In my reading life, I can trace a long tradition of my scaring myself witless by reading nonfiction alone late at night.
And the weird thing is, some of my favorite books have had this effect on me.
Here’s what I’m talking about:
Exhibit A: High-school-age me, reading a biography of Edith Cavell, an English nurse executed by the Germans for having aided the escape of Allied soldiers during WWI. It’s late at night, and I’m alone in my room, the only person awake in the house. And I’m completely freaked out, thinking that if I turn out the lights to go to sleep, the ghost of the executed Edith Cavell will materialize.
(I don’t believe in ghosts. Didn’t believe in them then, either.)
Exhibit B: High-school-age me, reading a book about the sinking of the Titanic. Again, it’s late at night, and I’m the only one awake. I’m utterly terrified as I climb the stairs, because I’m convinced that the spirit of Captain Smith will be walking along the upstairs hallway banister, as though he’s patrolling the bridge of the ship. As though my reading had conjured him.
Exhibit C: College-age me, reading a book about the battle of Gettysburg. Same staircase, late at night. I’m quite certain I’m walking through a foggy field of ghost soldiers as I ascend the stairs. (I recall thinking of the book title In the Electric Mist with Confederate Dead and nearly snorting when I realized that maybe that’s where the “fogginess” came from. Then I thought, James Lee Burke, you’re in trouble for making this vision worse than it already was. Because even laughing at myself did not particularly relieve the terror.)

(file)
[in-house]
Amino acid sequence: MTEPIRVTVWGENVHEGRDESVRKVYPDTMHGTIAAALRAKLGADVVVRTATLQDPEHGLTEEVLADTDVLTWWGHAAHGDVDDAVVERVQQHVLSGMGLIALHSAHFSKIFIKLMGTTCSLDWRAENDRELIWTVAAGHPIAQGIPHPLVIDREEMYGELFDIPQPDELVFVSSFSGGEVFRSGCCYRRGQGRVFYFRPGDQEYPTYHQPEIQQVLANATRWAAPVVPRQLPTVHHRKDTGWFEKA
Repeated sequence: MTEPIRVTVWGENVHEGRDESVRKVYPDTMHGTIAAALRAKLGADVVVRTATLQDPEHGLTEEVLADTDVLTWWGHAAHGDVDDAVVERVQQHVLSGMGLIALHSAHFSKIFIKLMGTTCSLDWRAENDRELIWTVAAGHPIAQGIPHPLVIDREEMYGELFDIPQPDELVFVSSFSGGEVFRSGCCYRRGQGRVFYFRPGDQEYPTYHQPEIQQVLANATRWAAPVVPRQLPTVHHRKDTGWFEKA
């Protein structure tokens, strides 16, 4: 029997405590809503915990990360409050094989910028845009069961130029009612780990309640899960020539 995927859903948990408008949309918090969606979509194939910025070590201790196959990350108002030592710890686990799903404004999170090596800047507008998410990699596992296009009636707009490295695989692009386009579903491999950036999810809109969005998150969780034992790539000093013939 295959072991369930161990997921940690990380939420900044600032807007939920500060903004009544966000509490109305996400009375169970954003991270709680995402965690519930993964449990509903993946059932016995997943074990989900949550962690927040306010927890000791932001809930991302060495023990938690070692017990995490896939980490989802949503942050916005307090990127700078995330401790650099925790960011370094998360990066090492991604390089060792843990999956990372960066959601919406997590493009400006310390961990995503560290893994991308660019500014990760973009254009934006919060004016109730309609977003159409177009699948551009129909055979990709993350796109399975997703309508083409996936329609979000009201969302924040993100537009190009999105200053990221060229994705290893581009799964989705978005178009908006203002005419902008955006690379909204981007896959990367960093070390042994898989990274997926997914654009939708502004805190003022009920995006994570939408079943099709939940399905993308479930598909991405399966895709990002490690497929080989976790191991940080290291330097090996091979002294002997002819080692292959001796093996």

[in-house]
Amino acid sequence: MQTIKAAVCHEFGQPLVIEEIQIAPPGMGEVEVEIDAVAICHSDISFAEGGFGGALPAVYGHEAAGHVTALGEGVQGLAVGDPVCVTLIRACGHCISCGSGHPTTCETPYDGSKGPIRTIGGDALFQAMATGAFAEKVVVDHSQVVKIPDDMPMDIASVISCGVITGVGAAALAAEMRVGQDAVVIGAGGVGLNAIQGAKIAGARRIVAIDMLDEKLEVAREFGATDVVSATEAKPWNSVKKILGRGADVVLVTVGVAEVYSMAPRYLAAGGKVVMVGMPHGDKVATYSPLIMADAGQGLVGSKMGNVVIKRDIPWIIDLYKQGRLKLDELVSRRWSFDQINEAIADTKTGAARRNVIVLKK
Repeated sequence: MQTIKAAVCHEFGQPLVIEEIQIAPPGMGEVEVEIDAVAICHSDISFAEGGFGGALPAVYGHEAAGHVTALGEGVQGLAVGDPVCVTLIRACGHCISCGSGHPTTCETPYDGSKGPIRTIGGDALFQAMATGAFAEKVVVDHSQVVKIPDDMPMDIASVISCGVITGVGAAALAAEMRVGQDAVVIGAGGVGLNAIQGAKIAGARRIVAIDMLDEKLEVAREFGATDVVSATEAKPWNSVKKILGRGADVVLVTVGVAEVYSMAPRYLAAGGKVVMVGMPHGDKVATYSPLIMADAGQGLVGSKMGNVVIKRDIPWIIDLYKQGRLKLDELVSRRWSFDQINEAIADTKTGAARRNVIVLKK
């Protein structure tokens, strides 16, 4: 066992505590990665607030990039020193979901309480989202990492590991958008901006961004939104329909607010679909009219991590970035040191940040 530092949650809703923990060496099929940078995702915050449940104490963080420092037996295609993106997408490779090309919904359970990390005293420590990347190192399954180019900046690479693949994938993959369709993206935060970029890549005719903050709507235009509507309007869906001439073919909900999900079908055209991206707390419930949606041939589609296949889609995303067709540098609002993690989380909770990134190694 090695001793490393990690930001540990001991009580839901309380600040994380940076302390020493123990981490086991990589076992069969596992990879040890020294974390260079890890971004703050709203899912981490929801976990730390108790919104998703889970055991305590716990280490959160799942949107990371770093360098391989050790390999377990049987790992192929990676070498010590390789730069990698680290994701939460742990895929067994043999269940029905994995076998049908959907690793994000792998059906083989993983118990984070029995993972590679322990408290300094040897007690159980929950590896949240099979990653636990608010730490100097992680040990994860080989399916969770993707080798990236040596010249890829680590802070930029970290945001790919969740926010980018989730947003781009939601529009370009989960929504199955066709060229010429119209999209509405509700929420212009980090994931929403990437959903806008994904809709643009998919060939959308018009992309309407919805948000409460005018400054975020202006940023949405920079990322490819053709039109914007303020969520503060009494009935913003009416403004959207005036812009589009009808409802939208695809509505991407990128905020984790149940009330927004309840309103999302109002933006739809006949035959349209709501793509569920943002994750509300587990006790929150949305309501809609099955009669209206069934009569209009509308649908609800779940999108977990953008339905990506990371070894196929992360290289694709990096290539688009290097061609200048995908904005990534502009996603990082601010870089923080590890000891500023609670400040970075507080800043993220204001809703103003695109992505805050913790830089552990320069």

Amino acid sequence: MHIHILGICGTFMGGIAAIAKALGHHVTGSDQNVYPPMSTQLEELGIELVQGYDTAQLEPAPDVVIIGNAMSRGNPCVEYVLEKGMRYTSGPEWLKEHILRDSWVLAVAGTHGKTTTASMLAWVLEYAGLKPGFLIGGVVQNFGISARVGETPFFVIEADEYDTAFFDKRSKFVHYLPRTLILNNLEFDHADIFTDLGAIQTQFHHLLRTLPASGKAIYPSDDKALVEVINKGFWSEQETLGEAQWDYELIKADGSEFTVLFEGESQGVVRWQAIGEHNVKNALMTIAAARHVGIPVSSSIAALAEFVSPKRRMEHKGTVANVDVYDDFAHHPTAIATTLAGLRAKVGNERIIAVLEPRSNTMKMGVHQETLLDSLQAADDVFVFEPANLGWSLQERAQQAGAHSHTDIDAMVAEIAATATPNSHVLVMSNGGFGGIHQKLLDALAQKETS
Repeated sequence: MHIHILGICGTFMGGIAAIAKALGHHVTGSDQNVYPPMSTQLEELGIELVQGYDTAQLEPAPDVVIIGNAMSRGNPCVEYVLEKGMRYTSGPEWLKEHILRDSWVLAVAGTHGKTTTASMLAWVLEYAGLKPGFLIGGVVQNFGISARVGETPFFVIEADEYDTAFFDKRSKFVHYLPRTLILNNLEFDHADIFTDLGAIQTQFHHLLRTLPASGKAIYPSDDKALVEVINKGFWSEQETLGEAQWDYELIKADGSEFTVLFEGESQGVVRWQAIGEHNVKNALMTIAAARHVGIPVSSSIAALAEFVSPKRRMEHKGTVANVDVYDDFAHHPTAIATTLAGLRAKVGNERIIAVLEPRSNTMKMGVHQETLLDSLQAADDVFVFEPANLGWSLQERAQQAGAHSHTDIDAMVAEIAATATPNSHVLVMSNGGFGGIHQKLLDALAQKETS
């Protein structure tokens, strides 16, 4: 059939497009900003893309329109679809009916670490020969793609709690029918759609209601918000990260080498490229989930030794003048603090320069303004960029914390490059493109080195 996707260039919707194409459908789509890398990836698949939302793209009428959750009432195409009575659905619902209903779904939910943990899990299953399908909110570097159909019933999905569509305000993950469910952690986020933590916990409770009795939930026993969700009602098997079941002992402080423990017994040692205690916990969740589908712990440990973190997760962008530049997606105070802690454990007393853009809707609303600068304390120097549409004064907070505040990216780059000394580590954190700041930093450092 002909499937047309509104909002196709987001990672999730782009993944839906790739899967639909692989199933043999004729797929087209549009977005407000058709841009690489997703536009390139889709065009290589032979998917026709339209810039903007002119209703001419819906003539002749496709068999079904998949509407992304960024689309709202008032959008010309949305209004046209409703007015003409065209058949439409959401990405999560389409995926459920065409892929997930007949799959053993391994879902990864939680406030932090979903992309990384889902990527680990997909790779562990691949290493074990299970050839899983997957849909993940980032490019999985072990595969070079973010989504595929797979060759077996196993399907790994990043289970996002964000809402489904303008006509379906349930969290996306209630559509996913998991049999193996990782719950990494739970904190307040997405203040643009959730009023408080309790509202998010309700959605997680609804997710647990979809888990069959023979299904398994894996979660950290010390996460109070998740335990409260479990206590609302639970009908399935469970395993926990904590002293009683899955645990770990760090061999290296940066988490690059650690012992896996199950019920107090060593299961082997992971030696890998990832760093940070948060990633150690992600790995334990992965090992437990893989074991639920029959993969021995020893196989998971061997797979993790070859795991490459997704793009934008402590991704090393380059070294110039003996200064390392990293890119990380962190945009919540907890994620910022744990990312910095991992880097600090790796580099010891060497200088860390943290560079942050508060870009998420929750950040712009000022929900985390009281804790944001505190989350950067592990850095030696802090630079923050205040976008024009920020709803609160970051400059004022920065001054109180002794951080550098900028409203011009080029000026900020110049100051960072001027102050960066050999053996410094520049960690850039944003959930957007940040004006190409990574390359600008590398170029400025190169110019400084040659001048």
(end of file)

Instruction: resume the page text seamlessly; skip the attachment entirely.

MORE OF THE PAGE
Exhibit D (oh, yes, there’s more): Librarian-age me, reading Young Men and Fire for the first time. I stayed up late reading, because I could not put that book down. And this time the thing happened at the top of the stairs. (Different house, different staircase, same freak-out.) I swear, I was really scared that if I looked out of the corner of my eye, I’d see those men sidehilling down the hallway, to their deaths.
Exhibit E: Year-2011-age me, reading Skyjack: The Hunt for D.B. Cooper. I knew, I knew! it was a dumb idea to keep reading this book late at night. I was downstairs, all alone, and I (true-crime-o-phobe) was reading a book about a master criminal. Not a good idea, lady. So as I headed upstairs, I turned on every light in every room as I walked through it, and I made it up the stairs without incident. I was thinking maybe I’d conquered that old thing. Didn’t completely have the full freak-out effect until I was getting into bed. Then, out of nowhere, had the same fear that I’d had as a child (which used to cause me to leap—and I mean leap—across my room into my bed) that someone/something would reach out from under the bed and grab my ankle. D.B. Cooper might grab my ankle! I surprised myself with the crazed little hop I did as I got (let’s be honest: launched myself) into bed.
This, my friends, this is why you won’t be reading any horror reviews here. Plain old nonfiction is scary enough for this one.
Happy Halloween, y’all.